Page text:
As the rapid pace of hospital mergers drives up health care costs, leaves patients with fewer choices and puts pressure on primary care physicians to join large systems or sell their practices, the AAFP is warning legislators that a proposed law could exacerbate the problems.
The Standard Merger and Acquisition Reviews Through Equal Rules Act seeks to speed up proposed mergers by limiting the power of an important federal regulator, a move over which the AAFP has strong concerns.
Introduced by Rep. Blake Farenthold, R-Texas, the bill would strip the Federal Trade Commission (FTC) of its authority to review potential mergers in administrative courts. The bill passed the House with strong Republican support despite sharp criticism from FTC Chairwoman Edith Ramirez. It now moves to the Senate, where a version of the measure was introduced last year.
AAFP Board Chair Robert Wergin, M.D., of Milford, Neb., wrote a letter(2 page PDF) to House Speaker Paul Ryan, R-Wis., and Minority Leader Nancy Pelosi, D-Calif., warning that any weakening of FTC authority over health industry mergers could compromise the goal of reducing Medicare and Medicaid costs.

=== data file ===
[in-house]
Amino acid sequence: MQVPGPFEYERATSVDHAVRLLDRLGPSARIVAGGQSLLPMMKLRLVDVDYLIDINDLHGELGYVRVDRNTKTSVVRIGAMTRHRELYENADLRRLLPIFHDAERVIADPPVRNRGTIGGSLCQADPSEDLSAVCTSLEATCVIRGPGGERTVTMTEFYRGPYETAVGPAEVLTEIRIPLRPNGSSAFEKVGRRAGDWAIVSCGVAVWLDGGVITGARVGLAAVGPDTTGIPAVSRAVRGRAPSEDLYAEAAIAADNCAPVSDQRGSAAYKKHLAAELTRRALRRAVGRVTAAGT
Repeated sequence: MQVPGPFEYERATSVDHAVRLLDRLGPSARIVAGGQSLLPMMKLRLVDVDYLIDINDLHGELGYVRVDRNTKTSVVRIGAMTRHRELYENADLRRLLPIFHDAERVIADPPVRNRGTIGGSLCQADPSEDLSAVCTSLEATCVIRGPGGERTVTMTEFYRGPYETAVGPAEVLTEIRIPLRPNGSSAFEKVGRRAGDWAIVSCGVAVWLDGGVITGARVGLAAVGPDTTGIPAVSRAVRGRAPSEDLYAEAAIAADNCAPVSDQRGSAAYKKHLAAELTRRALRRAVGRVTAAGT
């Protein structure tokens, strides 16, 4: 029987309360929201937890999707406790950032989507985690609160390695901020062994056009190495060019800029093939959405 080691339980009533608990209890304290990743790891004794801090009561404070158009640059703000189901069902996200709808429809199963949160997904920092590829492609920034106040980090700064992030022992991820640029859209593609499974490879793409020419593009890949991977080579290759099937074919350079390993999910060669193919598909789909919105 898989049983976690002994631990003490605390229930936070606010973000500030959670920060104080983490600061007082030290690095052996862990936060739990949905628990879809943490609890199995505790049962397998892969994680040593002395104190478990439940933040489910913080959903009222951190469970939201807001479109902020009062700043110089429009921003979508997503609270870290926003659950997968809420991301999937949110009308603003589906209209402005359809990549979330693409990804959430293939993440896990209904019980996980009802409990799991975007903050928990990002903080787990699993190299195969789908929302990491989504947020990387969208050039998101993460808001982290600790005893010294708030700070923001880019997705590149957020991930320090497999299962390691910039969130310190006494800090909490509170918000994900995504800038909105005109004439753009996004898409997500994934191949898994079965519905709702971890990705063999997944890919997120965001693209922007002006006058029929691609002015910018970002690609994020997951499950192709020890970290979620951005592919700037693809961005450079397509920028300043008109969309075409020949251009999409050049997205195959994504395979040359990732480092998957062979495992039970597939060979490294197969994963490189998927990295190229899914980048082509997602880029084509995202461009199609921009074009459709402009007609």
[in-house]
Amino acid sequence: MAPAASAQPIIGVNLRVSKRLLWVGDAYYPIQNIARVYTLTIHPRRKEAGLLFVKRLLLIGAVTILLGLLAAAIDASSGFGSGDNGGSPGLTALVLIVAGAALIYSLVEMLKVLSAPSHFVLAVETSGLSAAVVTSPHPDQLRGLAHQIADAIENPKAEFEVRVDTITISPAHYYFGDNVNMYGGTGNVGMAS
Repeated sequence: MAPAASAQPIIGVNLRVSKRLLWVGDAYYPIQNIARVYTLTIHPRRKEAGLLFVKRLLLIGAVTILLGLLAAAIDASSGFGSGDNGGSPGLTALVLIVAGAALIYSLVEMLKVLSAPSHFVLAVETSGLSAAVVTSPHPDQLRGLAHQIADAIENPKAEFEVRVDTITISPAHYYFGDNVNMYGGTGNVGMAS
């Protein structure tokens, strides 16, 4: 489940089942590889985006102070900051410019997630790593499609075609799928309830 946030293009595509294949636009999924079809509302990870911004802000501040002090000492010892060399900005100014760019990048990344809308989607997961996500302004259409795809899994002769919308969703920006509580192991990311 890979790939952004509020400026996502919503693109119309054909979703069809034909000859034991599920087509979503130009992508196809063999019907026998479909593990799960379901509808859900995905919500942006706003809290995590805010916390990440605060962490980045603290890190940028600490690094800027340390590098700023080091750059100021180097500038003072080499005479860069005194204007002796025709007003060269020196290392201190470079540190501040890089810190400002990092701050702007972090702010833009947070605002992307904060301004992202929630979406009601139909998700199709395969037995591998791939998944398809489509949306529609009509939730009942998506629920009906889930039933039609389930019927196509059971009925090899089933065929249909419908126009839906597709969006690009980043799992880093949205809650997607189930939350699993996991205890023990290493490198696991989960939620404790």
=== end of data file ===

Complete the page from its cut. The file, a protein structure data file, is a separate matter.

"We believe Congress should be diligent in using all available resources to curb activities that clearly increase the cost of health care for the federal government and the more than 100 million people covered by these two programs," Wergin wrote.
Mergers of health systems in the same state can lead to price increases ranging from 6 to 10 percent, according to one recent study(www.kellogg.northwestern.edu) of 23 proposed mergers -- 20 of which were completed -- of acute care hospitals that the FTC investigated between 1996 and 2011. The problem is compounded as mergers and acquisitions of hospitals and health systems have increased steadily(www.hfma.org) from 50 in 2005 to 102 in 2014.
"Decades of research clearly demonstrate that, with few exceptions, mergers and acquisitions in the health care industry tend to result in higher prices and fewer choices for consumers," Wergin wrote.
Supporters of the bill believe the process used by the FTC to review potential mergers is too time consuming. They say the process instead should conform to one used by the Department of Justice, which cannot halt a merger in administrative courts and has a higher burden of proof when trying to show a merger is anti-competitive. Both federal agencies have authority to review mergers; they divide the responsibility based on their areas of expertise.
The AAFP has made an aggressive push in Congress and among regulatory agencies such as the FTC for proposed mergers to be more closely monitored for potential negative impact on patient choice of physicians and access to care.